complexities of bottles, dilutions, and assumptions. In waters of Corpu
Christi Bay outside of the polluted basin, metabolic values were much sll
(about 3 grm/M2/day) as estimated with a similar diurnal curve analysis.


In the analysis of Figure 2, the usual procedure of determiing the re*0
aeration coefficient from the diurnal using computations with simultatmne
equations was not carried out, because it was obvious that there was able
great change of respiration rate during the night Instead, a reason
value for reaeration in an enclosed harbor was assumed from previously-
lished studies as 0.8 gm oxygen/M /hr at 100?, saturation deficit. Bec'e<

gthe relatively deep water (2.7 M) the diffusion correction was relatively
all, A dashed line was drawn sunrise and sunset points to indicate the
.ioible daytime course of respiration rate.
Although it is fully realized that respiration of plants, microorganisms
d anrmalj varies markedly with the time of day, data are not yet adequate
I generalize for ordinary bays as to the relative magnitudes at different
jisa of day. Thus in previous publications constant night respiration was
ihunmed as a first approximation in order to pe rnit computation of reaera-
itorates. In curves of carbon-dioxide where diffusion is minor, consider-
Ile variation of carbon-dioxide metabolism was noted during the course of
the night (Park, Hood,and Odurn, 1959). In Silver Springs (Odur, 1957)
oime increased respiration was observed in late evening in comparison to
that at dawn.

in environments low in oxygen like that in Figure 2 the variation of com-
minity respiration can be recognized readily as the oxygen concentration
drops below one mg/liter~ Many srudies have shown that when oxygen falls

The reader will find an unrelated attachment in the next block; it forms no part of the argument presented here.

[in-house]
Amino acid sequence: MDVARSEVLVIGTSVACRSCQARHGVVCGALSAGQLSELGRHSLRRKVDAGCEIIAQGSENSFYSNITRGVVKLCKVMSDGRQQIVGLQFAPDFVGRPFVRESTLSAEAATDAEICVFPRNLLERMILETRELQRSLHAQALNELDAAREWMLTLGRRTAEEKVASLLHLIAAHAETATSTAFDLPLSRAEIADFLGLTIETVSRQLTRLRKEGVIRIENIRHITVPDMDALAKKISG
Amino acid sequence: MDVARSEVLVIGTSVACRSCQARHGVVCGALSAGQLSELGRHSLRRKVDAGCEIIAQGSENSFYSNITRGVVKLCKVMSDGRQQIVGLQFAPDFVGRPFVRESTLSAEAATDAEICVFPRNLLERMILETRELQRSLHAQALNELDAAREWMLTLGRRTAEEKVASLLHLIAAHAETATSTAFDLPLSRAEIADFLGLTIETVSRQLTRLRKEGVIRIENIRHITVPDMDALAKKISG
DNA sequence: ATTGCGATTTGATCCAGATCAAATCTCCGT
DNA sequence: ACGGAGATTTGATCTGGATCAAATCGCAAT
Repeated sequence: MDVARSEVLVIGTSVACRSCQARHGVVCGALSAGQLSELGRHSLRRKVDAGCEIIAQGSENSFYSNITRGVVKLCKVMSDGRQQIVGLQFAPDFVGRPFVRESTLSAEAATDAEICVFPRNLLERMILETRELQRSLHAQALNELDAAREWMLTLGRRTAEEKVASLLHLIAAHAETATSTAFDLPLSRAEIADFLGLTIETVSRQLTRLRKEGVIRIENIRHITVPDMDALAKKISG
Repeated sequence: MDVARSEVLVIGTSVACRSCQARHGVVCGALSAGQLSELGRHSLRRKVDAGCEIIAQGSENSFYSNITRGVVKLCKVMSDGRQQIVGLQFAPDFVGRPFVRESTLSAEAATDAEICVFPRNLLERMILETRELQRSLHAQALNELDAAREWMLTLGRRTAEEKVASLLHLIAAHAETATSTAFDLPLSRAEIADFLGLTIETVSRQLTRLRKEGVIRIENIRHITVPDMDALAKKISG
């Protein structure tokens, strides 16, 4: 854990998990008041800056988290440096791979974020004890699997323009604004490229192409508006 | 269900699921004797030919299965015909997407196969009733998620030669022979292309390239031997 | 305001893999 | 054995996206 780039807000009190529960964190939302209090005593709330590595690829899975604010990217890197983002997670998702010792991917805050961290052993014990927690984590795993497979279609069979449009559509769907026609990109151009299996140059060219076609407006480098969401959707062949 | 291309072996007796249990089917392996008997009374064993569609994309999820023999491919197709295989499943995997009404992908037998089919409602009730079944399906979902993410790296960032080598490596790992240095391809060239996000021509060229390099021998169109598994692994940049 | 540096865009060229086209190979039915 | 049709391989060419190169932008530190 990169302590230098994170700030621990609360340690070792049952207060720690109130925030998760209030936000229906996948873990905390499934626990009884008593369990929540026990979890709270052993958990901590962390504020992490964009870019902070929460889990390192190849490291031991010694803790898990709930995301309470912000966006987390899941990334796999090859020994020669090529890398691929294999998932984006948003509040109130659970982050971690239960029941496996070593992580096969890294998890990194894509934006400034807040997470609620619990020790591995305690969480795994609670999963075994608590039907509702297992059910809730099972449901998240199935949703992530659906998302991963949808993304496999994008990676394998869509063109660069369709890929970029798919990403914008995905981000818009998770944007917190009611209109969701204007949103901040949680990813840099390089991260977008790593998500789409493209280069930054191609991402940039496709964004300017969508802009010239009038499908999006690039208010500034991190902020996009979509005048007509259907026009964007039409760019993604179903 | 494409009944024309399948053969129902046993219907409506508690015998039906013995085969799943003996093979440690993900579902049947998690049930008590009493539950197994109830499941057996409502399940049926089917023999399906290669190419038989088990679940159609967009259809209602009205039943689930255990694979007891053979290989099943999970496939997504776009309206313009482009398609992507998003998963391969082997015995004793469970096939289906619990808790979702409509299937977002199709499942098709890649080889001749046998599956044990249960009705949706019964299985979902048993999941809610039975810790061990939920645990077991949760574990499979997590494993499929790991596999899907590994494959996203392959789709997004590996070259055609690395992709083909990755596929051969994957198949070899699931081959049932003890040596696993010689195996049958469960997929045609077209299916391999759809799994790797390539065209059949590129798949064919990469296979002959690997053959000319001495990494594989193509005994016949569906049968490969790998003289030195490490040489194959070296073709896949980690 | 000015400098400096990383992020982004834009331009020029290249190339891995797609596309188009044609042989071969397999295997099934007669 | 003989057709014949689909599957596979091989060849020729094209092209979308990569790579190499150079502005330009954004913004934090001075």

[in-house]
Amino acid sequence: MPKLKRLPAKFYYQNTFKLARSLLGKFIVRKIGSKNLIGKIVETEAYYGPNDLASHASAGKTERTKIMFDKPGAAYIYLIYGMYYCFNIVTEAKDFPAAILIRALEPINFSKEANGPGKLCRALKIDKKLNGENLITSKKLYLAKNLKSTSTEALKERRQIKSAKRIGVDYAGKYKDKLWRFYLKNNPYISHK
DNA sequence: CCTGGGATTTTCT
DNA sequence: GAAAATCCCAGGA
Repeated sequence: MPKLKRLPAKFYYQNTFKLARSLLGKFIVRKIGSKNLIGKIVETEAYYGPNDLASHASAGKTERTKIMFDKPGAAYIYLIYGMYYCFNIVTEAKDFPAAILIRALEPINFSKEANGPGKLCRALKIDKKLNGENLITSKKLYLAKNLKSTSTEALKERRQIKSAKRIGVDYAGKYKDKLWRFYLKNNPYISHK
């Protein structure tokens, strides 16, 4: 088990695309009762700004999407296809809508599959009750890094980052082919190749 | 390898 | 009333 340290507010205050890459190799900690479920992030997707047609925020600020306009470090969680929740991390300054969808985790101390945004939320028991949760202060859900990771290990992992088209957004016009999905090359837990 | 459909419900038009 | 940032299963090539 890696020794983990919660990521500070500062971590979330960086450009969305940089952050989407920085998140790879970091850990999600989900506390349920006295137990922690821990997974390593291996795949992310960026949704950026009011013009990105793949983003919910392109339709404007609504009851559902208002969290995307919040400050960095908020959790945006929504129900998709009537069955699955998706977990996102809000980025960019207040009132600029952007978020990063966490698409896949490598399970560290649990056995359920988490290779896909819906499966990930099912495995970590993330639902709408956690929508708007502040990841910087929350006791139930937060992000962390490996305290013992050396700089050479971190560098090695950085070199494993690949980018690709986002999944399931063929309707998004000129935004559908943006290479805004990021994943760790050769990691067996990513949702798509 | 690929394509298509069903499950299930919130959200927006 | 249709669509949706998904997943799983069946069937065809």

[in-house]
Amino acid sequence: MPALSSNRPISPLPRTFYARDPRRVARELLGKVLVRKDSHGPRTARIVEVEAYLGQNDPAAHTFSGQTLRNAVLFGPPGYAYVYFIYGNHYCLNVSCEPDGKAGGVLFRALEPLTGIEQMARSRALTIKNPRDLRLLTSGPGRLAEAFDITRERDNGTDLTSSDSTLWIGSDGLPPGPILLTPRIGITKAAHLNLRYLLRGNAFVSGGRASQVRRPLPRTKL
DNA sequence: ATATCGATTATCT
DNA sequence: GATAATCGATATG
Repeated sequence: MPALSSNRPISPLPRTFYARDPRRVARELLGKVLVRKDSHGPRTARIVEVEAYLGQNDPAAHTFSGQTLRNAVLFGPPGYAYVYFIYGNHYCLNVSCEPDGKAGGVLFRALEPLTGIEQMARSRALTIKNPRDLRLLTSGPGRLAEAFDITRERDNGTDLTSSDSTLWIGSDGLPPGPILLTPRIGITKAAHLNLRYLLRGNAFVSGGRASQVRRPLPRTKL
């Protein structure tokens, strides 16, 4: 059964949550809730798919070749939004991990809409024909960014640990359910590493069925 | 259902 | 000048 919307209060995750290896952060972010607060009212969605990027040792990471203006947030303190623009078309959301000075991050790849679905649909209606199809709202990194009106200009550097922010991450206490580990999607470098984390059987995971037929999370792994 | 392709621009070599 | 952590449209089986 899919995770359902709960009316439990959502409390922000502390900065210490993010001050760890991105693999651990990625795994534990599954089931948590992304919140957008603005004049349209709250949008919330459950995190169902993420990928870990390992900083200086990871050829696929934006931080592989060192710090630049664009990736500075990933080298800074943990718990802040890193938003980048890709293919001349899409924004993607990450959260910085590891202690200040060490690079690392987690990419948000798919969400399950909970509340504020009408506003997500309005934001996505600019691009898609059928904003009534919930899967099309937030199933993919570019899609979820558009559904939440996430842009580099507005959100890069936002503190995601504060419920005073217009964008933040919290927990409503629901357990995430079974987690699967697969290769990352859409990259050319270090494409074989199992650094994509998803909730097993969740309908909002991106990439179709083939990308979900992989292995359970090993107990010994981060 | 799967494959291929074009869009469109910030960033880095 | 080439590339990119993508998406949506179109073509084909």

below one rg/liter, metabolism of consumers is diminished. For a whole
after it is obvious that oxygen metabolism must cease when the system runs
antof oxygen. In Figure 2 it is clear that oxygen has become limiting after
dark and respiration diminished. Anaerobic respiration undoubtedly proceeds
i ught to be partially equilibrated in the following day. Accelerated oxygen
respiration in the morning thus may counteract ph-otos nTtheesi.

&Sch oscillatory systems cannot support consumers but only specialized
piles capable of alternating aerobic and anaerobic metabolism,

The overall effect of pliltcosynthesis coincident with the great respiration
iltchange the form of organic matter. Organic pollutants are replaced
fgst as fast as they are oxidized. The curve in Fiiure 2 is not unlike some
i4 eWage lagoons. The diurnal curve provides an hourly picture.


hi neither Figure 1 nor Fiiur 2 was photosynthesis or respiration
lashed by a pollution situation although the two were less in balance than
Sn nearby non-polluted waters. Where a pollution is directly toxic to
cit may be expected that :hF. re will be little appreciable diurnal oxygen
b Thus if light, nutrient, and organic matter levels are high but meta-
iTs ot sorne toxic type pollution may be recognized. So far this toxic
tPot tion has not been encountered in our studies of the estuarine waters
C"wth Texas.


.rrnL8urves brought to us by Mr. Bill tRernrow of the Texas Game and Fish
F .',, oat a marine bay,Clear Lake on Galveston Day when analyzed had
'" 19"'l values not dissimilar to those in Figure 2. At Seabrook on August
S. 5i at 28-32 deg. C, and salinity 14.6 PPT gross photosynthesis was
/day and total respiration 8. 2 gm/M /day. In water 1 M deep the

reaeration coefficient was 0. 2 grn/M /hr/O 2 atmosphere saturation deficit.
The oxygen was below saturation all day indicating the excess of respiration
over photosynthesis over a day spar-. On June 26-27, T, in salinity 7 0
10 PPT photosynthesis was 7.9 gm/M /day and respiration was in excess a
16.1 gm/MZ/day. Reaeration was calculated at 1.4 gmr/M2/hr/,0. atmos.
here saturation deficit.

In the Mission River at its estuarine end on Copano Bay there is a dig-
charge of a saline river water much affected by underground brines released